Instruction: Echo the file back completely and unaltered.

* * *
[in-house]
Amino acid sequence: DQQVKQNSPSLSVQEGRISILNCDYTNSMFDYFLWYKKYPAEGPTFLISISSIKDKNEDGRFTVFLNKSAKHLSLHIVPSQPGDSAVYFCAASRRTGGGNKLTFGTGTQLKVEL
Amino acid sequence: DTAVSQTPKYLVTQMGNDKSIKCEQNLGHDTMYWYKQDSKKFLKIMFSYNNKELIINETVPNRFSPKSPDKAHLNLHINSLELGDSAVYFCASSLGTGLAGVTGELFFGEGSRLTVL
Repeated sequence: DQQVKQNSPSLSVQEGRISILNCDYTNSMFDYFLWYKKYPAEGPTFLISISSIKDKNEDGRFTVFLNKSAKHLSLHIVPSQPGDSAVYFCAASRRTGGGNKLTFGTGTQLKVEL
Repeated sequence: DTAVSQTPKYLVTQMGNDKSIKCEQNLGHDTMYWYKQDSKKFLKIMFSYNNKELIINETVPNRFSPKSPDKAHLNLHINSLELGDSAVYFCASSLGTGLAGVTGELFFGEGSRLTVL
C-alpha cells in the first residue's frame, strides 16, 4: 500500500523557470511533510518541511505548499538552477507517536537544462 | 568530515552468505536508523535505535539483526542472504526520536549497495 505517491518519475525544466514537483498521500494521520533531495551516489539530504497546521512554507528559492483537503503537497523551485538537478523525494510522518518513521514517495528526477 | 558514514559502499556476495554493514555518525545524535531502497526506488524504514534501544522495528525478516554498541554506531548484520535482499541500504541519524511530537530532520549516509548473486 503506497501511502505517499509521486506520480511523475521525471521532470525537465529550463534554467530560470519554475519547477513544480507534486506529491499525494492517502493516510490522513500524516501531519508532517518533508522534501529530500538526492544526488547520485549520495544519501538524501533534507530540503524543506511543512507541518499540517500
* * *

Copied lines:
[in-house]
Amino acid sequence: DQQVKQNSPSLSVQEGRISILNCDYTNSMFDYFLWYKKYPAEGPTFLISISSIKDKNEDGRFTVFLNKSAKHLSLHIVPSQPGDSAVYFCAASRRTGGGNKLTFGTGTQLKVEL
Amino acid sequence: DTAVSQTPKYLVTQMGNDKSIKCEQNLGHDTMYWYKQDSKKFLKIMFSYNNKELIINETVPNRFSPKSPDKAHLNLHINSLELGDSAVYFCASSLGTGLAGVTGELFFGEGSRLTVL
Repeated sequence: DQQVKQNSPSLSVQEGRISILNCDYTNSMFDYFLWYKKYPAEGPTFLISISSIKDKNEDGRFTVFLNKSAKHLSLHIVPSQPGDSAVYFCAASRRTGGGNKLTFGTGTQLKVEL
Repeated sequence: DTAVSQTPKYLVTQMGNDKSIKCEQNLGHDTMYWYKQDSKKFLKIMFSYNNKELIINETVPNRFSPKSPDKAHLNLHINSLELGDSAVYFCASSLGTGLAGVTGELFFGEGSRLTVL
C-alpha cells in the first residue's frame, strides 16, 4: 500500500523557470511533510518541511505548499538552477507517536537544462 | 568530515552468505536508523535505535539483526542472504526520536549497495 505517491518519475525544466514537483498521500494521520533531495551516489539530504497546521512554507528559492483537503503537497523551485538537478523525494510522518518513521514517495528526477 | 558514514559502499556476495554493514555518525545524535531502497526506488524504514534501544522495528525478516554498541554506531548484520535482499541500504541519524511530537530532520549516509548473486 503506497501511502505517499509521486506520480511523475521525471521532470525537465529550463534554467530560470519554475519547477513544480507534486506529491499525494492517502493516510490522513500524516501531519508532517518533508522534501529530500538526492544526488547520485549520495544519501538524501533534507530540503524543506511543512507541518499540517500